BIRDING THE LUNE ESTUARY, THE FOREST OF BOWLAND AND BEYOND.

Thursday, 12 November 2009

Plugging away again......

......for the third time this week at Conder Green/Glasson Dock and Cockersands where I may as well have never bothered going as the weather once again put paid to the day following another of those 'sit in the car and see what happens' sessions and nothing did except it rained and rained some more rendering it unsuitable for me to try to see - amongst other things - the Black Redstart for the third time, apparently the bird has made a move to the abbey area at Cockersands for its fourth day.
So I achieved just two hours today starting at Conder Green - well where else - where two of the 'specials' showed today with the Common Sandpiper on the pool, and a Spotted Redshank in the creeks, this bird can be identified a mile away, slightly larger than its commoner relation and its brilliant white underparts, longer legs and bill, it's hard to believe this bird transforms to its unique black breeding plumage in the summer, 2 Goosander were also in the creeks, 3 Goldeneye were on the pool, and I managed 10 Little Grebe almost enjoying the challenge of counting them several times before eventually getting them whilst they were all on the surface but needs determination......try it sometime.
On the Lune Estuary it was a large number of waders day here with minimum circa numbers - and no apologies for nice cosy round figures - of 3,000 Knot, 2,000 Bar-tailed Godwit, and 1,750 Golden Plover, 5 Red-breasted Merganser were of note, and an adult Mediterranean Gull is obviously 'always' here but doesn't jump out at you to make the announcement it is, and is invariably at some distance. A Raven was going west over Lancaster City centre at 9.05 this morning.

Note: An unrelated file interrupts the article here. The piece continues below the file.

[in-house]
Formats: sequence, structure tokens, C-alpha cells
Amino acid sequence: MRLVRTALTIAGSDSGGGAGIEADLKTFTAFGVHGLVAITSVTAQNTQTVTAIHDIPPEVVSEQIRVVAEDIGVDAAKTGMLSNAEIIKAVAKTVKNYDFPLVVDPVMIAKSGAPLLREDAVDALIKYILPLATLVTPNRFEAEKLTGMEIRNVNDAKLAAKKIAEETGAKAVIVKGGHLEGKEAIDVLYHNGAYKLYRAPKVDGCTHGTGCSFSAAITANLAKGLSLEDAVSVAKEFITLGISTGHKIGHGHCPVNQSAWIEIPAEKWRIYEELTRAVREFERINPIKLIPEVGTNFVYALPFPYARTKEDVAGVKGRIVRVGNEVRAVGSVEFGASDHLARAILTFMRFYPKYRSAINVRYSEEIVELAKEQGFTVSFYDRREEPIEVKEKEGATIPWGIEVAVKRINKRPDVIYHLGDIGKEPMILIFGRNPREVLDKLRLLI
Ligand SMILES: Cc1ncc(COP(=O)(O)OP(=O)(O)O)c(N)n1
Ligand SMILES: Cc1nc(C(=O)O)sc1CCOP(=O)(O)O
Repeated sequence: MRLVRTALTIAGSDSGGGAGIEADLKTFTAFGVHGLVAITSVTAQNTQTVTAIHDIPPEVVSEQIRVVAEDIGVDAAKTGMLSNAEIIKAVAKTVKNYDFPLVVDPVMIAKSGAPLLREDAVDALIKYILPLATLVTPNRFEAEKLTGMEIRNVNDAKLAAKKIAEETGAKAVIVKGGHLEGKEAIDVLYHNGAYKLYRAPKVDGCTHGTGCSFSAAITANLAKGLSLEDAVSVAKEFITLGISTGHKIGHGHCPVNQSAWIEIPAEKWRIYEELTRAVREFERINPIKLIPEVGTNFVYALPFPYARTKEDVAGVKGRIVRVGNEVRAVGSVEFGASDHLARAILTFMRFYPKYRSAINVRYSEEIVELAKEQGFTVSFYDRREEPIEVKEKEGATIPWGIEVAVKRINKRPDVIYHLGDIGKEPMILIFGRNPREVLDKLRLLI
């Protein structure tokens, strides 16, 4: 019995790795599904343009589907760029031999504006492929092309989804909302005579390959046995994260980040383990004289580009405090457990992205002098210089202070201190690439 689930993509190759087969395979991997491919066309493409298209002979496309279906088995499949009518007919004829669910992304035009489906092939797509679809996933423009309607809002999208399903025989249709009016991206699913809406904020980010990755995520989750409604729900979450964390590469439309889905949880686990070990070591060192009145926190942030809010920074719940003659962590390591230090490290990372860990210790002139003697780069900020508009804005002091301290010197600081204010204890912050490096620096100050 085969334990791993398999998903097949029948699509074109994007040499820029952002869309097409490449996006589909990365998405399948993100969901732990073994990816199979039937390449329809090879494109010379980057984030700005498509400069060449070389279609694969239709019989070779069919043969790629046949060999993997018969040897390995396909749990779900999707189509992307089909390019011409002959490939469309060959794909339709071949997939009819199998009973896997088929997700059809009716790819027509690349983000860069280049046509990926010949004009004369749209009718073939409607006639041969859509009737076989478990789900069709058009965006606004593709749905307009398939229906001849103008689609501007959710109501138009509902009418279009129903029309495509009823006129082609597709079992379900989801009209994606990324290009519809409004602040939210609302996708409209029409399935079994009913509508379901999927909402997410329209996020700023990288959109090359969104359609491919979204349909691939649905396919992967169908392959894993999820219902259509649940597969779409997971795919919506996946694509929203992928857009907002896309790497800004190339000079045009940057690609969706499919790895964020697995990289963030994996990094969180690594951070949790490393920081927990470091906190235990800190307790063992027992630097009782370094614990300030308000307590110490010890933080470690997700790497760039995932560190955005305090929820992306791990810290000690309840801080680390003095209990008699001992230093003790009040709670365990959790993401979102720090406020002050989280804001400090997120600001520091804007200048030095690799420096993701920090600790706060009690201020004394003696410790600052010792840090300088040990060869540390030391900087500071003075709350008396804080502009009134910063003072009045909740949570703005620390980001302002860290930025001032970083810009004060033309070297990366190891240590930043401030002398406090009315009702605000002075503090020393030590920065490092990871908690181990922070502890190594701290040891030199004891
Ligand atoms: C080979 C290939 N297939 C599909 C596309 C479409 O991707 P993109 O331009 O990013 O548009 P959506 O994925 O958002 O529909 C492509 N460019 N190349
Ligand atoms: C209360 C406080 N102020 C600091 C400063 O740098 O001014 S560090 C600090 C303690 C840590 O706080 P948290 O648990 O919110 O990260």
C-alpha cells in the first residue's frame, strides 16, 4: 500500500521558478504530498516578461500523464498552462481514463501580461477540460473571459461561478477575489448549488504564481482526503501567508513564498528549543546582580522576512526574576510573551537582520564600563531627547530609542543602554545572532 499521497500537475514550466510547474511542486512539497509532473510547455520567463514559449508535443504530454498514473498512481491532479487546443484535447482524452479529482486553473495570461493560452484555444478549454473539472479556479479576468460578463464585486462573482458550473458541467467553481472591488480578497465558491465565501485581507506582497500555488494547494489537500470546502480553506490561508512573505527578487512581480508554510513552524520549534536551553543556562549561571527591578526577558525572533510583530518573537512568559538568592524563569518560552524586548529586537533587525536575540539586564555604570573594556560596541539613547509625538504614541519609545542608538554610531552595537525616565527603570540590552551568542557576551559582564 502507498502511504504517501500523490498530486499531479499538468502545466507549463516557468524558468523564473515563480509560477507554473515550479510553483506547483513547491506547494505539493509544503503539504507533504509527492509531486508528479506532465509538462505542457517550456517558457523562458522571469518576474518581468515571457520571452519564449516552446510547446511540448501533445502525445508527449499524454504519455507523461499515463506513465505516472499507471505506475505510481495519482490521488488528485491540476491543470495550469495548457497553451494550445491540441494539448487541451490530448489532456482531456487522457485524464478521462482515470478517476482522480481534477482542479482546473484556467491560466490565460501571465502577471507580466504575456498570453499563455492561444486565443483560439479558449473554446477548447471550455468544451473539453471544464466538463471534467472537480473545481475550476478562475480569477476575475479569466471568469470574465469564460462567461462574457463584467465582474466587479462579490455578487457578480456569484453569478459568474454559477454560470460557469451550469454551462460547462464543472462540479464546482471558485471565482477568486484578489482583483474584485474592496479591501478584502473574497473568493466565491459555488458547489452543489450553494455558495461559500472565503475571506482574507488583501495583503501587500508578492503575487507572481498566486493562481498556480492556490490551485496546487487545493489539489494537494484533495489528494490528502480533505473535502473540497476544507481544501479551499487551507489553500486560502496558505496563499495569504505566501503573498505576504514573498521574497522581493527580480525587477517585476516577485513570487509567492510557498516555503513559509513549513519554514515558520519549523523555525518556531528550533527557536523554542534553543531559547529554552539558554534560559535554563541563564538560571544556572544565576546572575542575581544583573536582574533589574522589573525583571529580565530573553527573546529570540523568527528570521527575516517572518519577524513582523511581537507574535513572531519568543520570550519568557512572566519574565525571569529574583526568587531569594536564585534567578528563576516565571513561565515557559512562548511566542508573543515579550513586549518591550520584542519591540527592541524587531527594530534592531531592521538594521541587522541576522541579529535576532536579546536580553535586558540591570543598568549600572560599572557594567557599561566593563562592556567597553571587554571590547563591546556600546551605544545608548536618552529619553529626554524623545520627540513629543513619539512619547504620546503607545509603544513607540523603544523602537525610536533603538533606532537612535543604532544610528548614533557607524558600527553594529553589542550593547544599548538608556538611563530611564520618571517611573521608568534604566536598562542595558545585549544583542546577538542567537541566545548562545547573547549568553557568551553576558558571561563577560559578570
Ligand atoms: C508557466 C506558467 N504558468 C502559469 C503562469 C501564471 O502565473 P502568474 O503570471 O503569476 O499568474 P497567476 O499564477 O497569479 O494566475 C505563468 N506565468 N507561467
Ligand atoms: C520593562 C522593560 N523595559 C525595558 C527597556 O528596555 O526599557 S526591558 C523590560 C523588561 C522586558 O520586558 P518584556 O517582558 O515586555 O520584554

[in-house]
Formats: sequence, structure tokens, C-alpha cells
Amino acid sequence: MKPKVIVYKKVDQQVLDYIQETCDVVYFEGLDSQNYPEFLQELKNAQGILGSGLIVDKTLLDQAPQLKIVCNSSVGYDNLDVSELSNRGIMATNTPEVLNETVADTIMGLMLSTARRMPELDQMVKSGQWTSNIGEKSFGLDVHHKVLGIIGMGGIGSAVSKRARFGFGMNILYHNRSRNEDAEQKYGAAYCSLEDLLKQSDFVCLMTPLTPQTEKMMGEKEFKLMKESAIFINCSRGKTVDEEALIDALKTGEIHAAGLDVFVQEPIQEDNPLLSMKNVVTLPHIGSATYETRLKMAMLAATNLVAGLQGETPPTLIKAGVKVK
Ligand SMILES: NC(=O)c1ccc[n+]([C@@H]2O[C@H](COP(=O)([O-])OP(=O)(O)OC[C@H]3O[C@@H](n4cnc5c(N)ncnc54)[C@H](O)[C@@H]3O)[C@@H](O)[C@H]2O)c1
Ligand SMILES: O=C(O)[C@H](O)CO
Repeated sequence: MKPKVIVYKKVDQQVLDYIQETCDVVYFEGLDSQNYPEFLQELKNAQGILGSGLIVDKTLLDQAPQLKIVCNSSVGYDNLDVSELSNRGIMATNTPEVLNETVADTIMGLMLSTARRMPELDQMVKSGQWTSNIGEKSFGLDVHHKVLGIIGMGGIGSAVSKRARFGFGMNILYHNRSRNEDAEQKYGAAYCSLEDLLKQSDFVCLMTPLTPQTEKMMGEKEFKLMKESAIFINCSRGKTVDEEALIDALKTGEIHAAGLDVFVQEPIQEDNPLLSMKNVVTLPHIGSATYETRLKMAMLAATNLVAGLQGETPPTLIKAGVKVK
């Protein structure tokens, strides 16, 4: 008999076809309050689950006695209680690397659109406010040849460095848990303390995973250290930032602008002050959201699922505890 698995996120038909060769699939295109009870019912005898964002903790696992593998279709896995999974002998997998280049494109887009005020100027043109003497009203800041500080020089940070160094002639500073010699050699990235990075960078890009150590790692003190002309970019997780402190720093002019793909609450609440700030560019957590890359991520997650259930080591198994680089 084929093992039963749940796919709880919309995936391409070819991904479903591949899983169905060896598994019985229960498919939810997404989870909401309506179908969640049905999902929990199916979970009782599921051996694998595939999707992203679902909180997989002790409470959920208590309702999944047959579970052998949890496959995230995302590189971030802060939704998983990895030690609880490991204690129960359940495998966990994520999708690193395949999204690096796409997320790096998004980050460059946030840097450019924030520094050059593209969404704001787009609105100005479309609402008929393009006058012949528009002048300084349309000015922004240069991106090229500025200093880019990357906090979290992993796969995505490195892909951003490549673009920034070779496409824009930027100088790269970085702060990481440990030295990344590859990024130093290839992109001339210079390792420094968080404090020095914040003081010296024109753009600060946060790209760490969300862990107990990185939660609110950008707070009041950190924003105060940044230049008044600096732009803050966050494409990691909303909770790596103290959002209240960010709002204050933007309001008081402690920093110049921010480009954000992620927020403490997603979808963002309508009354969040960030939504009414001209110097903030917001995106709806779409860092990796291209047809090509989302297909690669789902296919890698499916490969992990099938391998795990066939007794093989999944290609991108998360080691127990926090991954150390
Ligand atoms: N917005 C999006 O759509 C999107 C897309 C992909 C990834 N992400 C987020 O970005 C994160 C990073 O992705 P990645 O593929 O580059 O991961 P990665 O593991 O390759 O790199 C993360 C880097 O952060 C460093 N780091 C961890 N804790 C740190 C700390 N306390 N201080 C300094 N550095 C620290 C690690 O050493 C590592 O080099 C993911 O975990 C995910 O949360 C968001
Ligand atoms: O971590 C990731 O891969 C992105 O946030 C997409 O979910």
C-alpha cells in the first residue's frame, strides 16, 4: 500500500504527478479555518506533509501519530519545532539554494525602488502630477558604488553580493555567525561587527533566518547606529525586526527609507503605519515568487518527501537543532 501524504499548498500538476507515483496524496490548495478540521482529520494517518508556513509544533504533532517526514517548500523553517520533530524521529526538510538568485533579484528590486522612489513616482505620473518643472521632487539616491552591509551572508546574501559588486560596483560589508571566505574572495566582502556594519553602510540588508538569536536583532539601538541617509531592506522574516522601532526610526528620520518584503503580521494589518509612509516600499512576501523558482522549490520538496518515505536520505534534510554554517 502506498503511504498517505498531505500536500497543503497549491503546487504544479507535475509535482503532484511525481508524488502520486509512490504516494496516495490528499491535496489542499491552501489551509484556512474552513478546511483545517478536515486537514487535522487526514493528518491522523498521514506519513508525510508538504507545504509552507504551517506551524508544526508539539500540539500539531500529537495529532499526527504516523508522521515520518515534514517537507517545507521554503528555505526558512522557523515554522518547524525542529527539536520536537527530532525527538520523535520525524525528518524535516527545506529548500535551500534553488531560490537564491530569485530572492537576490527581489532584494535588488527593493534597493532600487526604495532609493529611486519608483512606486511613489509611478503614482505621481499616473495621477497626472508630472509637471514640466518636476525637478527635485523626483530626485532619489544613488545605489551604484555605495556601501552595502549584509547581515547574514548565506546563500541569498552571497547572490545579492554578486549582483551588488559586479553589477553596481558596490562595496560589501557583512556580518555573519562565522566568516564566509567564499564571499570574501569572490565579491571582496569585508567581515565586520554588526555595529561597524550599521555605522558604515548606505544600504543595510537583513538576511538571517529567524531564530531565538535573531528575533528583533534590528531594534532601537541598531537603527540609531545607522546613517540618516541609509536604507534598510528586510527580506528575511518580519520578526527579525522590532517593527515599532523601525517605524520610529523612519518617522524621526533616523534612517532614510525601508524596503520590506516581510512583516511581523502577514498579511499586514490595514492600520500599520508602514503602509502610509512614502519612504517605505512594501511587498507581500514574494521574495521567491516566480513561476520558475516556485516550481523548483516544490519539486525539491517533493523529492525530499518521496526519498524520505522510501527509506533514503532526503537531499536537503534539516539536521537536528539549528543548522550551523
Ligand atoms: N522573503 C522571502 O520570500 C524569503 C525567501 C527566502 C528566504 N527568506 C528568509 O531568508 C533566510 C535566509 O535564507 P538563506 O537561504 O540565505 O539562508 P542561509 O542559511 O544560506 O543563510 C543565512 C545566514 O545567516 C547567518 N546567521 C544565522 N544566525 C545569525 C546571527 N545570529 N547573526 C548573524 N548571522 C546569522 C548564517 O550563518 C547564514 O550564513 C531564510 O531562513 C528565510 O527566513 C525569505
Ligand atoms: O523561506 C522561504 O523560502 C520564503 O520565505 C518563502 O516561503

A couple of points about birding the estuary from Glasson Dock. I've always suggested the necessity of being here at least 2.5 hours before high tide and I was quite surprised when I was here recently and witnessed the bore rushing past me more or less precisely 3 hours before the high tide on that day. The other point is, how unfortunate that there appears to be little - if any way at all - to get nearer to the birds to sift through them which consumes a great deal of time and taxes the eye, as a consequence there must surely be many a 'goodie' escapes the attention of birders at this excellent wader rich location.
I couldn't resist the excellent images of the immature Ring-billed Gull courtesy of Paul Baker......thanks a lot Paul for the superb photographic quality of this equally superb quality bird.

2 comments:

Warren Baker said...

There'll be more watching from the car this weekend, by the looks of the weather!

Pete Woodruff said...

Won't get out until Monday Warren and the weather may even change that hope for me too.

Thanks for looking in.